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I’ve got this idea about explaining to people how each webpage on a site was personalized to them. E.g. the currency you see can be based on the location-from-IP address, the article recommendation widget is personalized based on previous pages you’ve visited on the site, the comment field can be shown above the below-article-ads if you’ve previously left comments on the site, ads are personalized based on a million factors, …

How best to convey all this information? I’ve been thinking about sticking it down in the footer and explaining it with text, but it gets so complex so far as each pageview can have dozens of personalization factors that affected the page.

No idea what I’m talking about? I’m trying to answer Personalization's big question: Why am I seeing this?

4 Answers 4

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Haven't you seen these messages recently one any website? I think this is the best way you can inform users what you are doing.

Do not stick to the footer because that section might go unnoticed - display it on header with a dismiss option.

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And this:

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  • I was hoping for suggestions for a good way of doing things. The EU cookie notice is about to expire anyway. I was thinking more about actually listing up all the specifics about what went in to personalizing the page, and not some generic legal text.
    – Daniel
    Feb 7, 2017 at 13:14
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I don't have permission to comment otherwise I would have added this:

DPS' answer is a valid one. He doesn't mean adding a cookie notice but adding what you wanted to say as a notice in a similar style.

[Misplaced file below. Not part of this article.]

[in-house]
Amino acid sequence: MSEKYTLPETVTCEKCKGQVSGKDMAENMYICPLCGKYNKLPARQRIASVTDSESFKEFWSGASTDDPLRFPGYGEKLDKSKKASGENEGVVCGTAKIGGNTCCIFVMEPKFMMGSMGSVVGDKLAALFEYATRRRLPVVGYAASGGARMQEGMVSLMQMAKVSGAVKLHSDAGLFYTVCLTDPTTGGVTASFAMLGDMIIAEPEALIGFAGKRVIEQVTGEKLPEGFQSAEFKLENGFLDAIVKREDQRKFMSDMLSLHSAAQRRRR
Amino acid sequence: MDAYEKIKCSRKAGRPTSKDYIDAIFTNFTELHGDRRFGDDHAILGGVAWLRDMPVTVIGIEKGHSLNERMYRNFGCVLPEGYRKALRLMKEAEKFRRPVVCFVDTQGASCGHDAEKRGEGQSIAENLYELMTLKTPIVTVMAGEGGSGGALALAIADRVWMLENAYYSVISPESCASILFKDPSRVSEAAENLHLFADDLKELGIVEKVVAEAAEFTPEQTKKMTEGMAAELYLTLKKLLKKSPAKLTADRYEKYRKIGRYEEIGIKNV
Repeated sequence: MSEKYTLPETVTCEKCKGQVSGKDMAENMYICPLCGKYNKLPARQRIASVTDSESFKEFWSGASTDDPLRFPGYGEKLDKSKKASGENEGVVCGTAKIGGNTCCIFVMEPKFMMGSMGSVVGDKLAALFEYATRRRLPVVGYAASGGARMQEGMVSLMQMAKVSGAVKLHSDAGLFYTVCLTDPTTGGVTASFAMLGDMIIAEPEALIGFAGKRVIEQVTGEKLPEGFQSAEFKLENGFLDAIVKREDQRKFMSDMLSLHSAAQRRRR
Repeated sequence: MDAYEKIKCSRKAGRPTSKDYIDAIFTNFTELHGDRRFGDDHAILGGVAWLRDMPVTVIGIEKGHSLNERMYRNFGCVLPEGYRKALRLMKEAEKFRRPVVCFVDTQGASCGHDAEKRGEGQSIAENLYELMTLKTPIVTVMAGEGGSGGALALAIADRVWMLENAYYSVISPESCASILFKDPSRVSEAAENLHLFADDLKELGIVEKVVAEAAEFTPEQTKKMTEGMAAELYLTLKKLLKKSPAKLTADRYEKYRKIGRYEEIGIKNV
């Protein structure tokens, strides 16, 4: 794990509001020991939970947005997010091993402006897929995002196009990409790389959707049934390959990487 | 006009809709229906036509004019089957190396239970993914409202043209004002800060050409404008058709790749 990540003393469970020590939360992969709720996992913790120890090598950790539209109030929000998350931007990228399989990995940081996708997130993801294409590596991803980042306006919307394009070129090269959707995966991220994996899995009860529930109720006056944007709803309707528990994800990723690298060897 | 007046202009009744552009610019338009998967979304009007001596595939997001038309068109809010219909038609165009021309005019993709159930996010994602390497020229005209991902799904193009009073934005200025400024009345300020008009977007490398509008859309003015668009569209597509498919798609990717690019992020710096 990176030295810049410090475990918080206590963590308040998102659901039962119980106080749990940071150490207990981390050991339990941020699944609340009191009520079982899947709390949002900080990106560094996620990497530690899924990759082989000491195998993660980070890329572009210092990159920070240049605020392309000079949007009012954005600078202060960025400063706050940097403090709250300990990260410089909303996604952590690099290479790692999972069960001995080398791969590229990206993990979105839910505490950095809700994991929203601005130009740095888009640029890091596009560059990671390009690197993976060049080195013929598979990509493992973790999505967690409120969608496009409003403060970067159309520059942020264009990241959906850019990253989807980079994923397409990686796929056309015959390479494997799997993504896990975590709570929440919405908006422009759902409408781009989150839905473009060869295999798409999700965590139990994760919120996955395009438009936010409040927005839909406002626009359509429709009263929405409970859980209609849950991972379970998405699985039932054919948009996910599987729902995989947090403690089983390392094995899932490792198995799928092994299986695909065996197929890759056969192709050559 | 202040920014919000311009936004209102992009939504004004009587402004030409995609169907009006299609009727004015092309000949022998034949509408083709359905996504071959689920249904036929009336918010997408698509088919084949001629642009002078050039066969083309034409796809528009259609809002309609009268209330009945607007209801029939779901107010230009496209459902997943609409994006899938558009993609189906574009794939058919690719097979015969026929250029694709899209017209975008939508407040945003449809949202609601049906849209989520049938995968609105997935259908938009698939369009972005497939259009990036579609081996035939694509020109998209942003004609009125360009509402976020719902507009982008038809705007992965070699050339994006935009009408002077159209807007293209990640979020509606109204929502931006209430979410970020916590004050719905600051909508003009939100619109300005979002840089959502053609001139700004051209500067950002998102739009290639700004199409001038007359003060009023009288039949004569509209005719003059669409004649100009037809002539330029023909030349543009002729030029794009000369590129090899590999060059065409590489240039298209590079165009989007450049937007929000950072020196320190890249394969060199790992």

However, you could also consider having a symbol or a "Why am I seeing this?" text that on hover gives an explanation of why that particular element has come up for that particular user.

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If the main source of personalization is the location-from-IP, you may display a country flag in your header.

Clicking on it may open a Change your region dialog, which is also a good place to display all other personalization options IMHO, but you still need to test this intuition with users.

Since this is an extension of the Change language pattern, it should be familiar to users who experience differences due to travel and/or accessing web via company proxy in different country.

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This raises one big question for me: do users want to be confronted with such in-depth explanations of how their information is being used? Most users seem to be aware nowadays that their information is being used to 'increase' their experience, but it is left so vague they are, I suppose, blissfully unaware how far the tracking goes. They simply see the end-result of this tracking for personalisation; less effort needed on their behalf and more accurate content. But, would he or she want to know how it's possible that it's so accurate? I would keep it as a layer behind the content, per @Sam Mearns suggestion. Only those that truly wish to know, should see it.

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